Most photographs look amateurish. There, I said it. Anyone can aim a camera at something and take a “snapshot”. Taking snapshots is not what this article is about. Adding some excitement to your photographic bag of tricks is.
The Rule of Thirds
Of all the tips and tricks I have come across, none amps up the quality of your photographs as quickly and dramatically as The Rule of Thirds. This compositional tool has been used for hundreds of years by painters. It places the main subject away from the center of the LCD display. Many digital cameras have a Rule of Thirds grid built into the LCD. It can be turned off or on in the cameras preferences window.
Visualize the display with the lines of a tic-tac-toe board superimposed on top. There are 4 intersections of the horizontal and vertical lines. If you are shooting a landscape photograph, place the horizon on the upper or lower horizontal line. If you are shooting a portrait, place the subject on the left or right vertical line. This technique creates a much more interesting shot. Some compositions may benefit by placing your subject at the intersection of a horizontal and vertical line.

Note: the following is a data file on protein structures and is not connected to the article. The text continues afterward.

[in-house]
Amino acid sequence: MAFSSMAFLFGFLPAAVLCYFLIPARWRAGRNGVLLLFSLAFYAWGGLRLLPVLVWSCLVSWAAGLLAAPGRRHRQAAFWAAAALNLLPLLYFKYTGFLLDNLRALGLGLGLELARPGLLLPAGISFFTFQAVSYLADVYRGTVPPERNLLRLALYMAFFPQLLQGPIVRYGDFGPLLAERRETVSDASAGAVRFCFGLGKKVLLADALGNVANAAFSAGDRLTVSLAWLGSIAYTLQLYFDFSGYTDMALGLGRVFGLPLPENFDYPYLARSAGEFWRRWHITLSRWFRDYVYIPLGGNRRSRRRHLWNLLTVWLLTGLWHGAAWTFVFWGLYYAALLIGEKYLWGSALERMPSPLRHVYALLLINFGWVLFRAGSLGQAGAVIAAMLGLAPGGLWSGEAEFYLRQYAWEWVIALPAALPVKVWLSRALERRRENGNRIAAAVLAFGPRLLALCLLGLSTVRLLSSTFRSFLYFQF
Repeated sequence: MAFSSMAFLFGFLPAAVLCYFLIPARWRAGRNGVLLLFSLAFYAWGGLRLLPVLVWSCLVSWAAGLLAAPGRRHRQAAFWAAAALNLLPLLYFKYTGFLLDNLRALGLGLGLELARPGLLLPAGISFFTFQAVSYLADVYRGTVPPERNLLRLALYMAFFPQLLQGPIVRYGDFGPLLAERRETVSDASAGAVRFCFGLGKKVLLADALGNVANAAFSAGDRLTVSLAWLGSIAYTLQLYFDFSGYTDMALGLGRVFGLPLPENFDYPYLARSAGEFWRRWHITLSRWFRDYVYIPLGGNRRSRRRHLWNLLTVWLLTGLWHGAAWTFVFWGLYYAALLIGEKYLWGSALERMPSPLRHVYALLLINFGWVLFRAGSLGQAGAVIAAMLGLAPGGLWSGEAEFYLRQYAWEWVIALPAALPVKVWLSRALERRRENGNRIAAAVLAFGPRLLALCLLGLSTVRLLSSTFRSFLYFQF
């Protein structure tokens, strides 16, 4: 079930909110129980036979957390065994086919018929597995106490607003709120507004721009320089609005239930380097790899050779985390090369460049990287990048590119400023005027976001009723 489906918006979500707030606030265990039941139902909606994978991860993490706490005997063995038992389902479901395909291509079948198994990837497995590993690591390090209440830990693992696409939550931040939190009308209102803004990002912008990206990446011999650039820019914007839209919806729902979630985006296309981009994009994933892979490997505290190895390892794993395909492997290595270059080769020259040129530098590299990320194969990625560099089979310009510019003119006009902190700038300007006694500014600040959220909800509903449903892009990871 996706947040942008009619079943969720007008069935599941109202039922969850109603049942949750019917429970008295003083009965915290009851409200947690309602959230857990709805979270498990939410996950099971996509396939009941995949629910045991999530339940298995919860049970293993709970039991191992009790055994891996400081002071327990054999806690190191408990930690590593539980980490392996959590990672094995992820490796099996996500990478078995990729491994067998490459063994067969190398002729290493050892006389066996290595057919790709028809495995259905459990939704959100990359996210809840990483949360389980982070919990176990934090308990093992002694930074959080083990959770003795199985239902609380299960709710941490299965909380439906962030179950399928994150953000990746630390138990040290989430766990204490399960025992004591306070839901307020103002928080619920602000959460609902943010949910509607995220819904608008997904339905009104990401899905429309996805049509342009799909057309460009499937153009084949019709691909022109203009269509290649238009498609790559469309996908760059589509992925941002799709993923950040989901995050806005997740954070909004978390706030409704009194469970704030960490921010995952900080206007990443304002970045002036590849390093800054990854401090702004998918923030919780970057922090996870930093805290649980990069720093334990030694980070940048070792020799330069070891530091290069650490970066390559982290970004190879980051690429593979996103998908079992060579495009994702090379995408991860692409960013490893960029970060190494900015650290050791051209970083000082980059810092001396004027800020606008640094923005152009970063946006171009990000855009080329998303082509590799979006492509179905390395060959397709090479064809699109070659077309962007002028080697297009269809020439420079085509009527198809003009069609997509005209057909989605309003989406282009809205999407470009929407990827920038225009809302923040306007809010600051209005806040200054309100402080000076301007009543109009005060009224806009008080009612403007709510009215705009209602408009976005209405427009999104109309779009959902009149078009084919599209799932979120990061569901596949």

Flash or No Flash
That is the question. Many digital cameras decide when to use a flash and results in a properly exposed foreground and dark background. In this example, the camera automatically sets the exposure for the foreground knowing the flash is on. If the flash was turned to “off”, the camera would set the exposure for the totality of the scene and light it evenly.
On occasion, you may want to use a flash outside in daylight. It can fill in some of the dark areas like the eyes and balance the exposure of the scene.
Making a Moment
Great photographs seem to be the convergence of spontaneity, composition, subject matter and lighting. Your eye anticipates in a millisecond an upcoming moment of expression or “the decisive moment”. It isn’t luck. It’s your ability to be in the right place at the right time or create your own luck. Once you are in the right place it is just a matter of time. Photographers with years of experience may recognize the convergence of necessary elements coming together and subconsciously take the shot. Keep an eye on the elements entering the perimeter of the viewfinder and reposition yourself to maximize your chances of elements converging for that “decisive moment”.
Before you fire off a shot, quickly analyze what elements are in your viewfinder. Are any elements interfering with the subject of the shot? Is there a palm tree growing out of your sister’s head? You may need to change your position to remove distracting elements. Keep the clutter out of your compositions and your shots will benefit dramatically.
Alternatively, changing the depth of field will throw the background out of focus and bring out the foreground.
There is nothing complicated about these tips and it isn’t going to cost you a bundle but practice all of them and you will never take another “snapshot” the rest of your life.